Evaluating the Diagnostic Utility of Attention-Deficit/Hyperactivity Measures Using Discriminant Function Analysis
Date of Award
Dissertation - Restricted
Doctor of Philosophy (PhD)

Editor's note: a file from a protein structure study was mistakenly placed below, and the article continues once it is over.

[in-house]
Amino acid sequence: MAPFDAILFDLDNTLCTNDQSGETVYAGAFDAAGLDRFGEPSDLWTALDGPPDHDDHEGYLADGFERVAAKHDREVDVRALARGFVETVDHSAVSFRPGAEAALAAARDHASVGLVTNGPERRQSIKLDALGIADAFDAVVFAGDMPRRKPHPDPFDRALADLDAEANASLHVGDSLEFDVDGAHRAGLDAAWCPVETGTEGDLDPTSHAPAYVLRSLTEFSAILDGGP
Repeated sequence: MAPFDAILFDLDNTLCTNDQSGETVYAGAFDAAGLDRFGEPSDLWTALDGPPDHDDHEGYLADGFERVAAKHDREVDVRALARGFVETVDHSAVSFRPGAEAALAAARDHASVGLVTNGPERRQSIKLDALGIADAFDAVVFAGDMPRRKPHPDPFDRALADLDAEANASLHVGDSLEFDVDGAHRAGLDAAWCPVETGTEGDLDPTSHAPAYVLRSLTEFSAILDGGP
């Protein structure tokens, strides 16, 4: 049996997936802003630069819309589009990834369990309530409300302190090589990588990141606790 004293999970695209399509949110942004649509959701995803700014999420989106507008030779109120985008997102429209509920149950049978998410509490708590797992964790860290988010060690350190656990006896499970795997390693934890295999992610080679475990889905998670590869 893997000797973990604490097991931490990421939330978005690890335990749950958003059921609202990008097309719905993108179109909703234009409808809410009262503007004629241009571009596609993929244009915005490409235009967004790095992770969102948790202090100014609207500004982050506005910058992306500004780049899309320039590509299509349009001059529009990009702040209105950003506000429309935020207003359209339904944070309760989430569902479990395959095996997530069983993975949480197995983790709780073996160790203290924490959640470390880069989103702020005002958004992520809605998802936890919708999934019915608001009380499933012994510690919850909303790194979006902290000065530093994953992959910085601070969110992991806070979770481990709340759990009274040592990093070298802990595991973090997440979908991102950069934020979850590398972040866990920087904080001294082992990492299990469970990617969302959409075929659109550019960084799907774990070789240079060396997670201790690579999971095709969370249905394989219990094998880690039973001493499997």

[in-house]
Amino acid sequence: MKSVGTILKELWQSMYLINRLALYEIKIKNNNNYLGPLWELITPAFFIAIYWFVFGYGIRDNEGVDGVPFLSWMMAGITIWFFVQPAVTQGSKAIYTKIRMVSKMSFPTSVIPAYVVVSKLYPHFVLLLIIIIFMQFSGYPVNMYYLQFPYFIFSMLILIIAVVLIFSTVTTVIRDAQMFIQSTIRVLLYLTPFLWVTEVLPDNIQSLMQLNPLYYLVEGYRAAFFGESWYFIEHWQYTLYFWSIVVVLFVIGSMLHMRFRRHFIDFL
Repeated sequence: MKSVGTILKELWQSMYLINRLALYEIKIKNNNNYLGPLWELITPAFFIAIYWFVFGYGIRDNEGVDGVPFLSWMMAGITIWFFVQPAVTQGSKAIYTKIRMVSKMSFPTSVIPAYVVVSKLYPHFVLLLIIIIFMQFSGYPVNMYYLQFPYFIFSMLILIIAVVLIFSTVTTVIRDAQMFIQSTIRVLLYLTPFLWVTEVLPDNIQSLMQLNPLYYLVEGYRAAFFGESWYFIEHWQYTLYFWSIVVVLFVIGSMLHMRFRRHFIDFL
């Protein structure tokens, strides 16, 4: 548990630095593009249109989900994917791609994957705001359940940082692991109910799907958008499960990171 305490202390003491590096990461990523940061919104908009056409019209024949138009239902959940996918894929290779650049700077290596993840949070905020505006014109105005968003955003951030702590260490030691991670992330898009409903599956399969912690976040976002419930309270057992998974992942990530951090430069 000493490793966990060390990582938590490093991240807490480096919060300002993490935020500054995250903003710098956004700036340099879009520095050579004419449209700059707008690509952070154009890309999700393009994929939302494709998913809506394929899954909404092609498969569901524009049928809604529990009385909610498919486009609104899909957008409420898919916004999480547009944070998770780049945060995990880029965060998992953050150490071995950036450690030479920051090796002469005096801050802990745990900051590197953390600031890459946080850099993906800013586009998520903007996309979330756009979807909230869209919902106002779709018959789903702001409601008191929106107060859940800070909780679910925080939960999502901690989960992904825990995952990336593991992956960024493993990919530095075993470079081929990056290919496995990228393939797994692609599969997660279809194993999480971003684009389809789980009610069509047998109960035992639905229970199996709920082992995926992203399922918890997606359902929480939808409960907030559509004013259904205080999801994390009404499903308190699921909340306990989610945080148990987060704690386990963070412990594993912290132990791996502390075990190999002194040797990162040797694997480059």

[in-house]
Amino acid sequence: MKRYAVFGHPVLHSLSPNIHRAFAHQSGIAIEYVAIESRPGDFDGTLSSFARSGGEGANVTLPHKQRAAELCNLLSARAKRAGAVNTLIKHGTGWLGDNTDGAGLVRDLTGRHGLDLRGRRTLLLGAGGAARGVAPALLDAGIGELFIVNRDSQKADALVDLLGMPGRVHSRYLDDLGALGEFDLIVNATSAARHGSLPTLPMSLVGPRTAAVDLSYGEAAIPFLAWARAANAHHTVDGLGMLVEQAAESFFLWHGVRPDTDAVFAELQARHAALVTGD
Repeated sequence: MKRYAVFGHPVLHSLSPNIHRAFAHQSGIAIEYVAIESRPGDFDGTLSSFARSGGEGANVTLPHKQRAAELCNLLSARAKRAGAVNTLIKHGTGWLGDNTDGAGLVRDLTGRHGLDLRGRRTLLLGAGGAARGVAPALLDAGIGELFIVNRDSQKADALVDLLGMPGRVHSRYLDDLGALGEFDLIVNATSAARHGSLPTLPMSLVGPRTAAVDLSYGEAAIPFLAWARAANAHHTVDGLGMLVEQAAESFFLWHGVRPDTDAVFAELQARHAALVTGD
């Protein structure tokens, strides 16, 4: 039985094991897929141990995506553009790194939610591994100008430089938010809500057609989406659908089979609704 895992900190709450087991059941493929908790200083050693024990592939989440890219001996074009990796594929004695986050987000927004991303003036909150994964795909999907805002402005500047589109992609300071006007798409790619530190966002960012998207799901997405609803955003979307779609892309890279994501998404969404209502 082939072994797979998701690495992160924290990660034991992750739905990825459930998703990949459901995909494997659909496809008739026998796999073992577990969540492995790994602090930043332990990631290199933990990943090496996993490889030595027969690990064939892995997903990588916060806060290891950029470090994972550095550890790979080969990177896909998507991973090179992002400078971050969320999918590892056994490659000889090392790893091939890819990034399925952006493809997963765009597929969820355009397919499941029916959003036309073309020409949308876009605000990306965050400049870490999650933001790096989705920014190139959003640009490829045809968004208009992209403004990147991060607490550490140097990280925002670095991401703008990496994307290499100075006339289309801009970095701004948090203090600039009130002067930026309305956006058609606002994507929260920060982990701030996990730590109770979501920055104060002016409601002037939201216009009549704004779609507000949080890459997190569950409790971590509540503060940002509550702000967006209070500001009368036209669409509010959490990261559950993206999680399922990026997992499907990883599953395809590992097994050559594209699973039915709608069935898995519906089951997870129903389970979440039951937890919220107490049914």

Discriminant function analysis was used to evaluate the diagnostic utility of five measures commonly used in ADHD assessment: the Gordon Diagnostic System, the Restricted Academic Observation, the Tower of London, the Child Behavior Checklist, and the Teacher Report Form. The 109 children with ADHD performed more poorly than 68 children with other clinical disorders (Leaming Disabilities, psychiatric disorders, and Disruptive Behavior Disorders other than ADHD) on 4 out of 5 measures. Various combinations of these variables were entered into the discriminant function analysis, with the function comprised of the Tower of London, Restricted Academic Observation Off-Task and Fidgeting, and Gordon Diagnostic System Commissions resulting in the best classification (87.2% of the participants with ADHD and 44.8% of the clinical comparison group). Positive predictive power for the measures was satisfactory, while negative predictive power was quite poor. Sensitivity was particularly problematic, and specificity was complicated by the dimensional nature of ADHD symptoms. An optimal diagnostic battery is suggested and the limitations of ADHD instrumentation are discussed.